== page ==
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New domestic violence law in neighboring state

With Connecticut being a relatively small state from a physical area perspective, it can be especially interesting and important for residents to be aware of the laws in its neighboring states. Family, friends and even jobs often necessitate frequent trips back and forth from Connecticut to other states. In Rhode Island the Governor recently signed into law a new piece of legislation relating to domestic violence.

At its core, the new law aims to help children who have been exposed to abuse in their homes or among family members. Money from the state’s Department of Justice would be made available to these children to fund therapy sessions designed to help them process through the trauma that they may have witnessed or experienced in some way.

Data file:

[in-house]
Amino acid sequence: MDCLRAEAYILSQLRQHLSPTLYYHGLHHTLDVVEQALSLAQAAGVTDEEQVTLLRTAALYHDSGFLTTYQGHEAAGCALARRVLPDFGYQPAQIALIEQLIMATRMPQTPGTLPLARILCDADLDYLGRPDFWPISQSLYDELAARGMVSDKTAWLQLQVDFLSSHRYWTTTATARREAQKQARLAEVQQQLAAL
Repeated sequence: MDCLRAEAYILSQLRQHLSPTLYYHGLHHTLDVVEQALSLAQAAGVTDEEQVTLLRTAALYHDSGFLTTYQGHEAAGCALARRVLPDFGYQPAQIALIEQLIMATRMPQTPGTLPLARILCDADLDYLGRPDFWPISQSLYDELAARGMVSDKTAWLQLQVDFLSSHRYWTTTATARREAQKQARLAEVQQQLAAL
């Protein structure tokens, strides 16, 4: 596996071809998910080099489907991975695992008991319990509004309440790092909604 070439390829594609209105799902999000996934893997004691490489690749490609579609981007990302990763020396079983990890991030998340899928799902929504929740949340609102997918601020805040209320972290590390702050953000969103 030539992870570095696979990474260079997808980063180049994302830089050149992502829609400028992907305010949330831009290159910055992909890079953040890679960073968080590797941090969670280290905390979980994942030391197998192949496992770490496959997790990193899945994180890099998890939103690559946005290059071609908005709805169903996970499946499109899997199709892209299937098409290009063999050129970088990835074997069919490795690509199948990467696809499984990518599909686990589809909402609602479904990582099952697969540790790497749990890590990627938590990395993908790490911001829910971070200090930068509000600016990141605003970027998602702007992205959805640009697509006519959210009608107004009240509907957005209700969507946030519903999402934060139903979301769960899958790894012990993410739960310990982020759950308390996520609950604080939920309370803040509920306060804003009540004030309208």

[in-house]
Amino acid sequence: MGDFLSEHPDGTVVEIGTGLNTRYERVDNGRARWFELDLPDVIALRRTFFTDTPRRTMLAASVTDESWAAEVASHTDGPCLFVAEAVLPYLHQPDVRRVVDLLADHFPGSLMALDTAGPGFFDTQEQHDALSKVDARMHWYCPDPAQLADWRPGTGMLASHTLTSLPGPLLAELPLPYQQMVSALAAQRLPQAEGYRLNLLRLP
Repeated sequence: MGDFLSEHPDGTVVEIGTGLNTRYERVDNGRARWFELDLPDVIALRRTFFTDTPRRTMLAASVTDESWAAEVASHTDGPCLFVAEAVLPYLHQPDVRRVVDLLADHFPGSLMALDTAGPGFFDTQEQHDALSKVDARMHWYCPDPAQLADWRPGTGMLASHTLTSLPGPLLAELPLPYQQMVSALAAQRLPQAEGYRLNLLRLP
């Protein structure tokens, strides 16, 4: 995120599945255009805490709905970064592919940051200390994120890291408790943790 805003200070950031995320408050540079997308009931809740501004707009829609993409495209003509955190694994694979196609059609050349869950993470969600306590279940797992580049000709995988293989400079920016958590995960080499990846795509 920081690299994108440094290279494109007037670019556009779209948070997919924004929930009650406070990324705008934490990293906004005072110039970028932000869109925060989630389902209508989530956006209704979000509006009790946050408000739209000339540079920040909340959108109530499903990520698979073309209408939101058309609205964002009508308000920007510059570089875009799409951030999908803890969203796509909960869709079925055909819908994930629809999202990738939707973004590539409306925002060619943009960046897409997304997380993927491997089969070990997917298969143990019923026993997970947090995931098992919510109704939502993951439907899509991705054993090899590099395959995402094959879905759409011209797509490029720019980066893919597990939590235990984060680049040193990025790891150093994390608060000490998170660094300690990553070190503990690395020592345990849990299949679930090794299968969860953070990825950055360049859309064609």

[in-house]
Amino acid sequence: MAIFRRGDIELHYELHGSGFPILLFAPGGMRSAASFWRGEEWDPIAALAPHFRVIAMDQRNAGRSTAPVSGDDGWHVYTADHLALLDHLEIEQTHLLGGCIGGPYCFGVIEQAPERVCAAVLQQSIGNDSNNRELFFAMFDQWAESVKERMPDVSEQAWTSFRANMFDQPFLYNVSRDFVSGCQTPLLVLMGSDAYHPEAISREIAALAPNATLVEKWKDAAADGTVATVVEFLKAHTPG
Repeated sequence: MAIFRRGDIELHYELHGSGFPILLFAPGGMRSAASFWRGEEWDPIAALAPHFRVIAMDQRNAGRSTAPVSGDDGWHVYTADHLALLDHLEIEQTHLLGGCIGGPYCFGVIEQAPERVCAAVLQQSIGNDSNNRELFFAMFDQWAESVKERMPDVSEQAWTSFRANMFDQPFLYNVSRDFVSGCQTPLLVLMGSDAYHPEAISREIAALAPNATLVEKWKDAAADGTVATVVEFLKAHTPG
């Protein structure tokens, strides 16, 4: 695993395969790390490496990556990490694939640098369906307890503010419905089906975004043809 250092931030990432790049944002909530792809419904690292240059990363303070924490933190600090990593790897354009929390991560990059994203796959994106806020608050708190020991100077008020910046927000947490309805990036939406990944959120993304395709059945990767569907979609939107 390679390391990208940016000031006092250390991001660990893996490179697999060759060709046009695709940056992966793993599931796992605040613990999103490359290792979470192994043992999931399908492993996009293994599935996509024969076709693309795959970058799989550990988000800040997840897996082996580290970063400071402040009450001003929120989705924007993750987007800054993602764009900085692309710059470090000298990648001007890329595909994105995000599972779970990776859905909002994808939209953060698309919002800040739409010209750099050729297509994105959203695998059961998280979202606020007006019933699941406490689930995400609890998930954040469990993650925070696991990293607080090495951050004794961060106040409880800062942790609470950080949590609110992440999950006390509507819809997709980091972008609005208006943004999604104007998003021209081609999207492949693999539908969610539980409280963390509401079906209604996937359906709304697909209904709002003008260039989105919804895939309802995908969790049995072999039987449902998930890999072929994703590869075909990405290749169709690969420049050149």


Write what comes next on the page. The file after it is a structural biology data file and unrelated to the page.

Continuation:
Much is unknown about this new law. For example, details were not released about whether or not a person must have been convicted of a domestic violence crime in the case in order for a child to qualify for the state money and support or whether a simple accusation of violence would be sufficient. Any ramifications in an actual domestic violence trial or criminal charge are also unknown.

Certainly protecting children is important but the rights of adults accused of crimes is as well. Anyone in Connecticut who has been the target of domestic violence allegations may find it helpful to consult with an attorney to understand the potential consequences and defense options.

Source: U.S. News and World Report, “Gov. Gina Raimondo Signs Child Domestic Violence Legislation,” September 21, 2017

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